Twitter Workers Needed—Don’t Apply. BBB Warns of Google and Twitter Work at Home Schemes
March 15, 2010

Through Tweets, email and websites, job hunters are being told that they can make lots of money from the comfort of home using Twitter and Google. Better Business Bureau warns that the large print for such offers may promise big returns but the fine print can cost them every month.

“Websites often use the Twitter or the Google name and prominently display their iconic logos in their marketing,” says Lynda Pasacreta, BBB President and CEO. “Consumers often assume they are getting a job with Google when in fact they are getting taken in by yet another work-at-home scheme.”

Work-at-home schemes have often preyed on unsuspecting job hunters and now social media is being used as a way to convince cash-strapped individuals that they can make quick and easy money. RCMP reports that email, internet and text messaging are the top ways fraudsters are targeting Canadians.

Job schemes rank number six overall in the number of Canadian fraud victims according to Phonebusters, the RCMP call centre. In BC alone, there were 169 consumers who fell for schemes like Google Success Kits in 2009.

Google Success Kits, which marketed itself under the website earncashfastwithgoogle.com, is based in New York and has an F rating. One consumer in Burnaby paid $1.24 as per online agreement to receive a kit by mail. Later, Google Success Kits charged a $39.19 membership fee that the consumer reportedly did not consent to. Upon contacting the company the consumer was told that the kits were out of stock, and not given a refund of the money already charged.

EasyTweetProfits.com is a company based in Surrey, England. EasyTweetProfits.com claims you can make $250-$873 a day working at home with Twitter. The website offers a seven-day free trial of their instructional CD-ROM for $1.95 to cover shipping. Buried in the lengthy terms and conditions are the details that the trial begins on the day the CD is ordered—not when it is received—and if the consumer doesn’t cancel within seven days of signing up, they’ll be charged $47 every month.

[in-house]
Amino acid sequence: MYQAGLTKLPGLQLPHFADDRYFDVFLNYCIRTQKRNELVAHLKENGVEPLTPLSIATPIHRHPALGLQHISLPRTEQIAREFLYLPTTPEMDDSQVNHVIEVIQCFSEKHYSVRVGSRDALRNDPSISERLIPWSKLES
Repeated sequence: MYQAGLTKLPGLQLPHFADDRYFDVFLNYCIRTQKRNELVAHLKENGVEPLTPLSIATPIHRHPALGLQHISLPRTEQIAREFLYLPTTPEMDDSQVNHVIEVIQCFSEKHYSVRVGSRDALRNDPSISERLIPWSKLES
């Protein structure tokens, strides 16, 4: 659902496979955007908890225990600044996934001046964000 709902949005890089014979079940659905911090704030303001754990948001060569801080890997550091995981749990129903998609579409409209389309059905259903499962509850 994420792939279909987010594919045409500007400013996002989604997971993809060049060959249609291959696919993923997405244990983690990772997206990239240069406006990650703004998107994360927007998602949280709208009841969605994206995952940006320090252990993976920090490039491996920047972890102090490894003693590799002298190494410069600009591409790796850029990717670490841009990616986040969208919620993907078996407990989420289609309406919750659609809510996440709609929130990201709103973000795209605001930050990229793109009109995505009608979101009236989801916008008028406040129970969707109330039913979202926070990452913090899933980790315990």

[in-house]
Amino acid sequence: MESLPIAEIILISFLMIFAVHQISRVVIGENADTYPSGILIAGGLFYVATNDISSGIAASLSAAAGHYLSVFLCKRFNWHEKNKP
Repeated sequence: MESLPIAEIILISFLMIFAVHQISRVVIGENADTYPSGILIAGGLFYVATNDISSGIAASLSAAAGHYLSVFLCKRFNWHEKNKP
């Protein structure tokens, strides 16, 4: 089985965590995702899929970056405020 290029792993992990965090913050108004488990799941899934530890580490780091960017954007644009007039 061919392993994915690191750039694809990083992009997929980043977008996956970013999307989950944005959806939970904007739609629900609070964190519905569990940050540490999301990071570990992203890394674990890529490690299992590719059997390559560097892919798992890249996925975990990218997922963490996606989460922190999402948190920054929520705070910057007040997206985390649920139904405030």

“Work-at-home schemes are like a game of whack-a-mole and new websites crop up practically every day,” says Pasacreta. “The key for consumers is to research and read the fine print before you click your money away.”

BBB wants job hunters to be aware of the following red flags when searching for a work-at-home job online:

• The “job” is actually a money-making scheme and doesn’t provide actual employment.
• The work-at-home scheme claims that you can make lots of money with little effort and no experience.
• You have to pay money upfront in order to be considered for the job or receive more information.
• The exact same tweet touting the program is posted by many different Twitterers. The links in such tweets could lead you to scam sites or install malware onto your computer.
• Be wary of work-at-home offers that use logos from Google, Twitter or other prominent online businesses. Just because Google is in the name, it doesn’t mean the business is affiliated with Google.
• Don’t trust blogs that claim to be testimonials to the success of Twitter-money-making programs.

What to do before you click and sign up:

• Review the business’s BBB Reliability Report® at mbc.bbb.org to see if BBB reports complaints or other concerns you need to consider.

• Thoroughly read the website’s terms and conditions, keeping in mind that a free trial could cost you in the end.

• Research the website with Whois.net or a similar site for determining domain name ownership. If the site is anonymous or individually registered, beware.

For more advice on evaluating work-at-home companies and schemes, join us on March 27, 2010 at Metropolis at Metrotown Mall from 1130am to 1pm, as the Better Business Bureau and BC Securities Commission present Smart Shoppers, a one day event that brings celebrity money group, the Smart Cookies, who will provide a fabulous multimedia presentation about consumer protection. Ask an expert: Representatives from BBB, BC Securities Commission, Consumer Protection BC, and other fraud prevention experts will also take your questions. For more: www.smartshoppersbc.org